This summer Russia hosts the world’s greatest event: The 2018 FIFA World Cup™. Now is the time to organize your to-do list while visiting the host cities - the tournament is growing closer by the day. Nizhny Novgorod (420 km east of Moscow) will be welcoming fans from all over the globe who will ready for adventure in the medieval city.
French journalist and explorer Erwann Pensec spent one year in Nizhny Novgorod and said it was the best year of his life. “The city is very calm even in the center and people are very friendly there, they are always ready to help,” said Erwann. “That’s why you can walk down the streets without fear of getting lost.”
Erwann’s favorite place in the city is Verkhne-Volzhskaya (Upper Volga) Embankment. “From this place you can enjoy the horizon, endless forests, and the vast Volga River.”
If you look down from this embankment you’ll see the lower embankment. To get there just go down the Chkalov Staircase, the longest in Russia with 560 steps, and one of the city’s famous landmarks.
German journalist Peggy Lohse found an interesting museum of contemporary art inside the
“They are very atmospheric and unusual,” she said. “These streets have not been rebuilt for 150 years, so the buildings remain untouched. They are beautiful for their chaotic nature. Hidden there are interesting art objects and cozy coffee houses.”
Yulia also recommends walking down Chernigovskaya Street in the direction of the metro bridge to the world-famous water tower, which was painted by famous street artist Nikita Nomerz.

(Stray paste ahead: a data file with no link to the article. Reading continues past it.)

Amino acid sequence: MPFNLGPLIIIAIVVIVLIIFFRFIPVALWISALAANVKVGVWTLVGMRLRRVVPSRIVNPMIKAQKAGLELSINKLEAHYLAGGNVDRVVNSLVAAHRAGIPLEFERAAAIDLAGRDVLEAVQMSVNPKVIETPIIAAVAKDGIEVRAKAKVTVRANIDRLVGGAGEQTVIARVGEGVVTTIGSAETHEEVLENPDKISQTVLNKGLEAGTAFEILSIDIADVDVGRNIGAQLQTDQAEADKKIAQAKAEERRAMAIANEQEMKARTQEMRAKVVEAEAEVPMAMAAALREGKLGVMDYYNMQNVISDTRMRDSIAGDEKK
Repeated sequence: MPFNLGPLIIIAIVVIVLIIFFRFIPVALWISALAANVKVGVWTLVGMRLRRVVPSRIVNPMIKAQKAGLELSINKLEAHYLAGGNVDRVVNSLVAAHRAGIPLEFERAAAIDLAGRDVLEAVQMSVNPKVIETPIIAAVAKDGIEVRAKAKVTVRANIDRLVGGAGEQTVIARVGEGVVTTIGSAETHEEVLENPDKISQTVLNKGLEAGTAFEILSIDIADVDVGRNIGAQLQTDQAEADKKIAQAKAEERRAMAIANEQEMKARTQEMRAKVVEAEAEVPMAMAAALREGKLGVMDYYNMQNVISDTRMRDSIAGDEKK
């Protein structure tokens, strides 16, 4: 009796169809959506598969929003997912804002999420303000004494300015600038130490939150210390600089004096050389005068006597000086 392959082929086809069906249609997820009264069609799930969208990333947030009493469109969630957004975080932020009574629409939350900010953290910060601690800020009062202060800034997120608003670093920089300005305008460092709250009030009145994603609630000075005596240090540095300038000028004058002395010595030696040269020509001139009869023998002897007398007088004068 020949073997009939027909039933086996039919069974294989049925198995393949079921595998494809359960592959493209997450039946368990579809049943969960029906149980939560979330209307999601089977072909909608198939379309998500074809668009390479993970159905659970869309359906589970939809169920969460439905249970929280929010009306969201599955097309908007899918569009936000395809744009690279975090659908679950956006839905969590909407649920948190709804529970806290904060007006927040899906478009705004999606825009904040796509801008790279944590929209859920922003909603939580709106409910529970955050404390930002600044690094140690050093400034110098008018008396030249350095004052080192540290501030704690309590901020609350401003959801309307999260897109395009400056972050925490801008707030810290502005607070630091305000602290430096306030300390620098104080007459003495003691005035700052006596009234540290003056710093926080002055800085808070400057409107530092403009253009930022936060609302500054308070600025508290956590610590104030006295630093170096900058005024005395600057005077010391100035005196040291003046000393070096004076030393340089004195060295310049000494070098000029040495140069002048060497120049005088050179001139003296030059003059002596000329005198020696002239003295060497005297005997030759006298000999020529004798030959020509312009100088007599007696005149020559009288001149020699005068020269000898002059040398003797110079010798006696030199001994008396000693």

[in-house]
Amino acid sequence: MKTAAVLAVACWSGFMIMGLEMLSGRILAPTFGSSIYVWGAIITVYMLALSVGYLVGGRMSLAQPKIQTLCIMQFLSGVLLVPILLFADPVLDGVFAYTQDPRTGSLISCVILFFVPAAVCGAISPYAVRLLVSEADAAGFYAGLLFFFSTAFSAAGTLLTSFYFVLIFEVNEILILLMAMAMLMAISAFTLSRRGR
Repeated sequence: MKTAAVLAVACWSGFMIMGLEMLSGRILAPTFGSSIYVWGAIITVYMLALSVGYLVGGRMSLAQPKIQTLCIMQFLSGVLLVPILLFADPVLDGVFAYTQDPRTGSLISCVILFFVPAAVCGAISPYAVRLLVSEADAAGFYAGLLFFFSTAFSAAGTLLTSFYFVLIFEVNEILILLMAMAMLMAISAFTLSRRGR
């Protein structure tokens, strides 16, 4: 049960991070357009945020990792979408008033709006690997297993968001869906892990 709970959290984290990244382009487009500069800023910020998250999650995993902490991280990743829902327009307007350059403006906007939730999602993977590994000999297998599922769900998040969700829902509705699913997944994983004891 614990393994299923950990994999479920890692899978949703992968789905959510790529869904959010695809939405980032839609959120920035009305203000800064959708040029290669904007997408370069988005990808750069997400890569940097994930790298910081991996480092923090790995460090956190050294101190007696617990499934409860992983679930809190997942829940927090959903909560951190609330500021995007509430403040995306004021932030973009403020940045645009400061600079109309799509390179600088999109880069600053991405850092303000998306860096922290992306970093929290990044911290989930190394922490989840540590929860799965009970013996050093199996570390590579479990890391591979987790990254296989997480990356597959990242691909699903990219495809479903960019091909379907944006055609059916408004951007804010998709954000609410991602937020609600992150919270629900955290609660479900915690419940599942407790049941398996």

The longest cable car above water in Europe exists here and it’s worth jumping on for the views of the town of Bor. Here you can visit the new Pax Romana Park where you can see historical reenactments and take part in festivals and various events.
Erwann and Peggy recommend a visit to the Russian Museum of Photography on Piskunova Street. “On the first floor you’ll find cool vintage gadgets, photos of the Tsarists family,
Traveling with children or interested in science? “You should definitely visit the Kvarki Museum of Science and planetarium near the railway station,” advises Erwann.
Only seven Russian cities have a metro. The underground in Nizhny Novgorod is Russia’s shallowest, with stations located no deeper than 20 m. The first stations were opened in 1985 and now the subway has two lines and 14 stops.
“My favorite station is Dvigatel Revolyutsii (Engine of the Revolution) on the red line,” said Yulia. “The locals especially love it because of the impressive name, which honors a diesel engine factory.”
Blini and syrniki for breakfast, vatrushki for brunch, traditional Russian cabbage schi for lunch, and if you can fit anything else in try beef stroganoff and kulebyaka for dinner. There are a lot of places in the city offering tasty food where you can find traditional Russian menus. Most of them are located on Rozhdestvenskaya and Bolshaya Pokrovskaya street.
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